But then investors began to unload technology stocks. The sell-off centered on the biggest companies in the stock market: Apple, Microsoft, Alphabet and Facebook. But the biggest decliner was chipmaker Nvidia, which lost $10.34, or 6.5 percent, to $149.60.

Alphabet, Google’s parent company, fell $34.16, or 3.4 percent, to $970.12, while Apple slid $6.01, or 3.9 percent, to $148.98.

“It’s had a good run,“ said Scott Wren, senior global equity strategist for Wells Fargo Investment Institute. “People are taking a little money off the table.“

The technology sector fell 2.7 percent. It remains up 18.5 percent for the year.

Traders also bid up shares in energy companies as the price of crude oil rose.

Helmerich & Payne added $2.87, or 5.7 percent, to $53.27. Rig operator Transocean picked up 39 cents, or 4.6 percent, to $8.81.

Benchmark U.S. crude gained 19 cents to close at $45.83 a barrel in New York. Brent crude, used to price international oils, added 29 cents to settle at $48.15 a barrel in London.

Small-company stocks were among the big gainers, receiving a boost from a stronger dollar following the British general election. A stronger dollar tends to benefit small-cap stocks, because they tend to not have as much exposure to international markets as large-cap stocks.

The pound lost more than 2 cents versus the dollar after the Conservatives lost their majority in Parliament, which could send Britain’s negotiations to leave the European Union, due to start June 19, into disarray. The pound weakened to $1.2724 from $1.2943. The dollar also strengthened to 110.20 yen from 109.94 yen late Thursday. The euro weakened to $1.1195 from $1.1222.

Corporate deal news also led to some notable stock moves Friday.

DuPont Fabros Technology jumped 9.8 percent after the data real estate investment trust and owner of wholesale data centers was acquired by another REIT, Digital Realty Trust. The deal is an all-stock transaction valued at about $7.6 billion. DuPont Fabros Technology shares gained $5.44 to $60.80. Digital Realty slipped $3.43, or 2.9 percent, to $113.32.

Pandora Media rose on news that SiriusXM will invest $480 million in the online radio company. SiriusXM, which is buying preferred stock and taking a 19 percent stake in Pandora, will also select three people to be named to Pandora’s board. Pandora is breaking off a deal with investment firm KKR from last month. Pandora added 10 cents, or 1.2 percent, to $8.52. SiriusXM slid 20 cents, or 3.7 percent, to $5.20.

Several companies fell after issuing weak outlooks.

VeriFone Systems shed 3.5 percent after the maker of terminals for electronic payments cut its forecasts and said it will sell or restructure several businesses. The stock lost 64 cents to $17.68.

HNI slumped 12.6 percent after the maker of office furniture and fireplaces cut its forecasts because of slower sales and falling wholesale revenue. The stock slid $5.64 to $39.27.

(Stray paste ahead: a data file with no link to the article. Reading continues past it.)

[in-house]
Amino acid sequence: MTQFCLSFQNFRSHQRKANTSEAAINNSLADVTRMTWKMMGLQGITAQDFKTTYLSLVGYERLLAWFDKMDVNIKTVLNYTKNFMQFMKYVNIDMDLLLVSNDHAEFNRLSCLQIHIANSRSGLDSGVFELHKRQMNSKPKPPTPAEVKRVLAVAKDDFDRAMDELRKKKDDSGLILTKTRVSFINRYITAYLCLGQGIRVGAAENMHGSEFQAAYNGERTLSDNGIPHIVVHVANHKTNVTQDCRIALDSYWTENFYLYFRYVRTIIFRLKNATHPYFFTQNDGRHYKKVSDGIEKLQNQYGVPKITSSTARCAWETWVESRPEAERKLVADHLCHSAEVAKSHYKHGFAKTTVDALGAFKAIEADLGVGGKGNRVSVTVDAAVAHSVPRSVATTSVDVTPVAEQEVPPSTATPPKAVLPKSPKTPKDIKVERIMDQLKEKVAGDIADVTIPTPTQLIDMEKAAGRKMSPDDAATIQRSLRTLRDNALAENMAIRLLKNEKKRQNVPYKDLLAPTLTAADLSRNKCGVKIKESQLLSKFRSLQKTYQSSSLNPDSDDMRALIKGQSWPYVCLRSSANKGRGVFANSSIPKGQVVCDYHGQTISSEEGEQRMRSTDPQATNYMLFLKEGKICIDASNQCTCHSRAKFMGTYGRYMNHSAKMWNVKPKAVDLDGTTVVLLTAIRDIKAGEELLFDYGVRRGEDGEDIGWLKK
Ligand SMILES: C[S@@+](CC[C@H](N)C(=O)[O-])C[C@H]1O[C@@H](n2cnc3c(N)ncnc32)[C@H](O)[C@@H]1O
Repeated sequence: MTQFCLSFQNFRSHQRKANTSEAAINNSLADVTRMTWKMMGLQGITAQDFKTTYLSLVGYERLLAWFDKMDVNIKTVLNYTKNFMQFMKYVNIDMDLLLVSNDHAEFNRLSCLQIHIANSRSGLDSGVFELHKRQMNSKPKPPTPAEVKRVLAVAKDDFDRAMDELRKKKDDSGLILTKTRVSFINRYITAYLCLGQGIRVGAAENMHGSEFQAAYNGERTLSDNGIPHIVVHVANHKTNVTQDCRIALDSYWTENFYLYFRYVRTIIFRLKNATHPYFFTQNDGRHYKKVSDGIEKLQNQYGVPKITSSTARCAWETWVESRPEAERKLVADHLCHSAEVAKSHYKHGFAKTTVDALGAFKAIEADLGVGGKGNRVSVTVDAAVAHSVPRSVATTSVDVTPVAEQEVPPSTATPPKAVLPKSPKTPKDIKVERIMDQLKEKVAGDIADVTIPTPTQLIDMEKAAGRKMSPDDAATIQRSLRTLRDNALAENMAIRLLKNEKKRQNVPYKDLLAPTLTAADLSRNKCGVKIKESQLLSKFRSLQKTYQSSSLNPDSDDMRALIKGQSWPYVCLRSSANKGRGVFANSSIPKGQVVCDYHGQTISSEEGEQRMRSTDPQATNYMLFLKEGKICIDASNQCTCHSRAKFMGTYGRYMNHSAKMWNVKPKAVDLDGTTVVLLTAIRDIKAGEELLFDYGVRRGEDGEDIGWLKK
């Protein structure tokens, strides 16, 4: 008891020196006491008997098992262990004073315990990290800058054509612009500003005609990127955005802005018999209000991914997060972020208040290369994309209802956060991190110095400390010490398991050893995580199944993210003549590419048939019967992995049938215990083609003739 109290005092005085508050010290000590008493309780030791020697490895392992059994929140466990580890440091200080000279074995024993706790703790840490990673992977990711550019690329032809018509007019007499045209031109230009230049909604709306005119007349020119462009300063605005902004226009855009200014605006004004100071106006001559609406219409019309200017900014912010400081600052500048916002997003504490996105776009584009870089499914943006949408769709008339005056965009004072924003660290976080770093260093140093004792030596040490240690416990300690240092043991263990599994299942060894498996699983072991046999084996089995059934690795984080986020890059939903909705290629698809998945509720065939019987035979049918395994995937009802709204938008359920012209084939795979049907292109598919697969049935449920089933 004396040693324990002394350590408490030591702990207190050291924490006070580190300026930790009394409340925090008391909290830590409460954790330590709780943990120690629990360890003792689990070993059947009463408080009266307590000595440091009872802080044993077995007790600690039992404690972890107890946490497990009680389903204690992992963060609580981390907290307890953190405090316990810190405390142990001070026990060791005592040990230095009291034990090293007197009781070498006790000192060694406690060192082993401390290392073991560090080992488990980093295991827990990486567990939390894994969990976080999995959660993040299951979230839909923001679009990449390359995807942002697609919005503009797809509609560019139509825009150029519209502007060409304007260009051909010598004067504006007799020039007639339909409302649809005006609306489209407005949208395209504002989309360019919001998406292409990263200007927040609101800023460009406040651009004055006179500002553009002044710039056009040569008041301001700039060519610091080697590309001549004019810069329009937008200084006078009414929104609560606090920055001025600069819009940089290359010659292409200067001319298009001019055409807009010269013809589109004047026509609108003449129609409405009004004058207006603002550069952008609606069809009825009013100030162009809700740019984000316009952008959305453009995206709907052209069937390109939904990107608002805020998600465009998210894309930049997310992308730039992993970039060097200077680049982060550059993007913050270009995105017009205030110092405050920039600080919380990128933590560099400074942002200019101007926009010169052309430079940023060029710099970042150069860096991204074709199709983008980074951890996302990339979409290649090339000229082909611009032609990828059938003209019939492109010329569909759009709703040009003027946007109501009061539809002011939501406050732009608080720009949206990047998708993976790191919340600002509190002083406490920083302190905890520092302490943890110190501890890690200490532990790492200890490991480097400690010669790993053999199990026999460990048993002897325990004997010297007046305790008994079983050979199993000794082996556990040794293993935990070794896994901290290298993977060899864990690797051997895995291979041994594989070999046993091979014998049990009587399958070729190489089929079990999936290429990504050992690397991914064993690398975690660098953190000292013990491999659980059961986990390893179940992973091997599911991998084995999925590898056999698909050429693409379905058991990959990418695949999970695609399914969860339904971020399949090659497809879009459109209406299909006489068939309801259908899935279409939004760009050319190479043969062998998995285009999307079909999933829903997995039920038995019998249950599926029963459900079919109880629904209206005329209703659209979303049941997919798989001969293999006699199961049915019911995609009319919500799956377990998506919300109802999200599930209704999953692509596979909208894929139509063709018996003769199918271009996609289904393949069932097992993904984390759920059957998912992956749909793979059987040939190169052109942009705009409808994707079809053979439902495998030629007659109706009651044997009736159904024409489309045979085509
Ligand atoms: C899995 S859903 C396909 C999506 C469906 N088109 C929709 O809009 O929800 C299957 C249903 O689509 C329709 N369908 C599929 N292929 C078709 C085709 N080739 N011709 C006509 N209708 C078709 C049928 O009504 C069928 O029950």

Bond prices fell. The 10-year Treasury yield held rose to 2.20 percent from 2.19 percent late Thursday.

In other energy trading, wholesale gasoline rose a penny to $1.50 per gallon. Heating oil inched up 1 cent to $1.43 per gallon. Natural gas added 1 cent to $3.04 per 1,000 cubic feet.

Gold fell $8.10 to $1,271.40 per ounce. Silver lost 19 cents, or 1.1 percent, to $17.22 per ounce. Copper gained 4 cents, or 1.5 percent, to $2.65 per pound.

Germany’s DAX rose 0.8 percent, while France’s CAC 40 gained 0.7 percent. Britain’s FTSE 100 added 1 percent. Japan’s Nikkei 225 added 0.5 percent, while South Korea’s Kospi rose 0.8 percent. Hong Kong’s Hang Seng slipped 0.1 percent.

►  10 Highest-Paying Jobs Without a College Degree

Jobs requiring only a high-school education typically pay $35,000 less per year than those requiring a bachelor’s degree. But that doesn’t mean there aren’t high-paying jobs out there for Americans without a college education. Using data from the Bureau of Labor Statistics, 24/7 Wall St lists the 50 highest-paying jobs in the US that don’t require a college degree. The lowest annual wage among those 50 jobs, which include positions like railroad conductor and building inspector, is still more than $56,000. The median annual wage in the US is $37,000. Here are the 10 highest paying jobs in the US that don’t require a college education and their median annual wage:

  1. Nuclear power reactor operators ($91,170)
  2. Transportation, storage, and distribution managers ($89,190)
  3. First-line supervisors of police and detectives ($84,840)
  4. Power distributors and dispatchers ($81,900)
  5. Elevator installers and repairers ($78,890)
  6. Detectives and criminal investigators ($78,120)
  7. Commercial pilots ($77,200)
  8. Media and communication equipment workers ($75,700)
  9. Electrical and electronics repairers ($75,670)
  10. Power plant operators ($74,690)

See the full list HERE .

►  Amazon Just Made a Major Play for Walmart Customers

Amazon figured out a great way to appear altruistic while also taking a shot at its biggest competitor, announcing a discounted Prime member for low-income Americans on Tuesday. Yahoo reports the 45% discount lowers the cost of Prime, which bestows free two-day delivery, to $5.99 for anyone with an EBT card, which is used for food stamps and other government assistance. Qualifying people will also get the first 30 days of Prime for free, according to NPR. Approximately 60% of American households already have a Prime membership, Business Insider reports. But most of those memberships are found in upper income brackets, where membership is reaching saturation. On the other hand, some 45 million low-income Americans are now eligible for a discounted Prime membership.